Toyota Yaris Hybrid review
|Car type||Fuel economy||CO2 emissions||0-62mph|
|Hybrid||105mpg (estimated)||86g/km (estimated)||10.3 seconds|
Buyers have been able to purchase a Toyota Yaris Hybrid since 2012, but for this new fourth-generation model arriving in mid-2020, Toyota expects the electrified version to make up a greater proportion of sales than before.
Toyota offers only hybrid power in its larger Corolla, Camry, C-HR and RAV4 models, building on the hybrid expertise it has amassed over four generations of the Prius, but in the price-sensitive small-car market, it will continuing to offer a manual-gearbox 1.5-litre petrol alongside this hybrid, for the moment at least.
Key rivals for the new Yaris Hybrid include the Renault Clio E-TECH and Honda Jazz (which boast similar hybrid drivetrains) as well as efficient petrol versions of its traditional sparring partners the Ford Fiesta, Opel Corsa, Peugeot 208 and Volkswagen Polo. In terms of dimensions, the new Yaris bucks industry trends by being slightly smaller than the old one: it's 3,940mm long, but has a 50mm longer wheelbase for greater interior space.
Under the metal, its hybrid powertrain is a big improvement on that of the outgoing model, with a 1.5-litre three-cylinder petrol engine working in tandem with an electric motor. And where the old Yaris Hybrid had a nickel-hydride battery, the new one's is lithium-ion – the same battery technology used in pure-electric cars.
In total, the system makes 114bhp and can get the car from 0-62mph in a reasonable 10.3 seconds. That compares to 138bhp and 8.3 seconds for the Clio E-TECH, although most hybrid supermini buyers will be more concerned with efficiency figures, and the early estimates from Toyota look good: 86g/km CO2 emissions and 105mpg fuel-economy – the latter sounding more like the figure for a plug-in hybrid model. Toyota says that in urban driving, the Yaris can be expected to spend up to four-fifths of the time in pure-electric, zero-emissions mode, promising exceptional efficiency for city and town dwellers who rarely venture on the open road.
Figures aside, what's it like to drive? The answer is 'pretty good' – which isn't entirely surprising when you learn it sits on a scaled-down version of the impressive Corolla's mechanical underpinnings. Body lean in corners is well contained, so you don't feel your head rolling around on twisty roads, but at the same time the suspension is nicely comfortable on rougher surfaces.
There's not a lot of feel through the steering wheel, but it responds very quickly to a turn and feels ideally suited to negotiating busy urban traffic, tight side streets and multi-storey car parks, with a very small turning circle. Greater battery power means the petrol engine cuts in much less frequently than it did in the third-generation hybrid Yaris, making for a smoother drive at lower speeds.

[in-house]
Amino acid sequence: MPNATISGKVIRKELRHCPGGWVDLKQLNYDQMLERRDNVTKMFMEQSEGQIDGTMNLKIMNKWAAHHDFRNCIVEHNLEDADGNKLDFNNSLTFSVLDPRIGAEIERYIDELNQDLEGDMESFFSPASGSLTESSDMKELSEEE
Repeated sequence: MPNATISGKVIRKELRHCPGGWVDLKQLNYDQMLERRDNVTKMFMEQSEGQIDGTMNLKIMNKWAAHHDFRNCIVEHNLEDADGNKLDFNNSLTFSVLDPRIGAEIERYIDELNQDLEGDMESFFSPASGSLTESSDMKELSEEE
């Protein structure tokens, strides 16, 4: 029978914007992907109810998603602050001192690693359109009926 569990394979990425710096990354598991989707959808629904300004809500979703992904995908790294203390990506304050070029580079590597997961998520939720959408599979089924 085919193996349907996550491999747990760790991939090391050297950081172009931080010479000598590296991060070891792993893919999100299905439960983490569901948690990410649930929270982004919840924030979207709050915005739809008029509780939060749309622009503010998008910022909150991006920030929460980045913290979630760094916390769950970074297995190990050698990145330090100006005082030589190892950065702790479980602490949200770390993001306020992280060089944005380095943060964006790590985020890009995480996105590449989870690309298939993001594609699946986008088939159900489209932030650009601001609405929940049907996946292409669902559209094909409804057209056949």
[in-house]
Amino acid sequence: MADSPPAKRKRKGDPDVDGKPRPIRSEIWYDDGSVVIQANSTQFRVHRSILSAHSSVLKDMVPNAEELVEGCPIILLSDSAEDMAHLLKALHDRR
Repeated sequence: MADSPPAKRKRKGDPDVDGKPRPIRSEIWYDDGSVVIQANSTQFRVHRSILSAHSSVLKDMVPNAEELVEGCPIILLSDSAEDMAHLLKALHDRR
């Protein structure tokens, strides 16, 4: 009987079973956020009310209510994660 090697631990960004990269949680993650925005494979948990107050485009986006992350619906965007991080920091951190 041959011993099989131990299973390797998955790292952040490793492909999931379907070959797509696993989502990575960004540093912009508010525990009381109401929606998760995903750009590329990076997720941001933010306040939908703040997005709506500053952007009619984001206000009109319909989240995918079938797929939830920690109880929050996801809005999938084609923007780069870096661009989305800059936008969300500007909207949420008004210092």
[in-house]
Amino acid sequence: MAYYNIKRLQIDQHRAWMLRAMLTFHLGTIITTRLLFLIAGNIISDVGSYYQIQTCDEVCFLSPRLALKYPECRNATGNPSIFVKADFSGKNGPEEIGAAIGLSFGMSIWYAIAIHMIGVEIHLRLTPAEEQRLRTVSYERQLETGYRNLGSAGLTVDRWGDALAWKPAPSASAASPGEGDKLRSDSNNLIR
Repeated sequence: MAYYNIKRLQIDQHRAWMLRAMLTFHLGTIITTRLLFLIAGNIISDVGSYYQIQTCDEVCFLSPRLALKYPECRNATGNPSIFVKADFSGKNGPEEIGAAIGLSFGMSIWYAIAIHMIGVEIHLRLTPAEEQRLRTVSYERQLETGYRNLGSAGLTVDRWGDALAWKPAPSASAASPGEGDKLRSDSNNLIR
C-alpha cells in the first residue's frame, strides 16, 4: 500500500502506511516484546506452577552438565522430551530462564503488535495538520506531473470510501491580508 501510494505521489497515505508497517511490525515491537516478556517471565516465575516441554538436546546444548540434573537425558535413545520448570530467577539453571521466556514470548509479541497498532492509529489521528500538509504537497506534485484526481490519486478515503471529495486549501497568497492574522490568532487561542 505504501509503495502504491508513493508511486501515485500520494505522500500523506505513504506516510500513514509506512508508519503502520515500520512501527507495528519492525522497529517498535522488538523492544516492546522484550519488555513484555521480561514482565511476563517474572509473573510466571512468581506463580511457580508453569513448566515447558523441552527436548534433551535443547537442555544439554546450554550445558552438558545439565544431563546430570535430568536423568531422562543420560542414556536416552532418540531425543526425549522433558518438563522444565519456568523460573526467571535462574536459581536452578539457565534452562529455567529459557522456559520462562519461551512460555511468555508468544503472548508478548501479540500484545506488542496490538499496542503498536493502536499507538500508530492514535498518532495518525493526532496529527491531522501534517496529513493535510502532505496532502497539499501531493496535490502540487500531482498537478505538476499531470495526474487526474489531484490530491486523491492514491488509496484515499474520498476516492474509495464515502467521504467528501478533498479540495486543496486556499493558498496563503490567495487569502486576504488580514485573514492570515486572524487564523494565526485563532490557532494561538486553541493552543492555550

If you accelerate hard, you do experience the noisy rise in engine revs that characterises Toyota and Lexus hybrids (and anything else with a CVT automatic gearbox), so it's best to take some time to get used to the system and employ more gradual increases in speed for a more relaxing driving experience. The only place it comes apart a bit is when you're trying to keep up rhythm and momentum on winding country road, where you're likely to miss the extra level of involvement and control a traditional petrol engine and manual gearbox brings.
Other disappointing aspects of the new Yaris Hybrid include a somewhat cramped rear passenger area and a notably smaller boot than you get in its Renault Clio rival: 281 litres versus 380. Elsewhere, while the old Yaris' in-car technology was woefully behind the times even when it was new, this model gives a better account of itself, with full Android Auto and Apple CarPlay smartphone integration included from the off. Our test car also featured a head-up display, but elsewhere the dashboard is less high-tech than what you get in the Volkswagen Polo.
Full UK specifications and pricing for this Yaris are still being ironed out, but we do know that even the entry-level version will come with a significant amount of advanced safety technology, including adaptive cruise control, lane-keeping assistance and emergency steering assistance.
Overall, this feels like the most relevant and impressive Toyota supermini we've seen for many years. Unlike some of its rivals, it's not concerned with eye-catching interior technology or particularly swish exterior design. Rather it looks at getting the basics that buyers want right, foremost among them being low running costs and hassle-free ownership.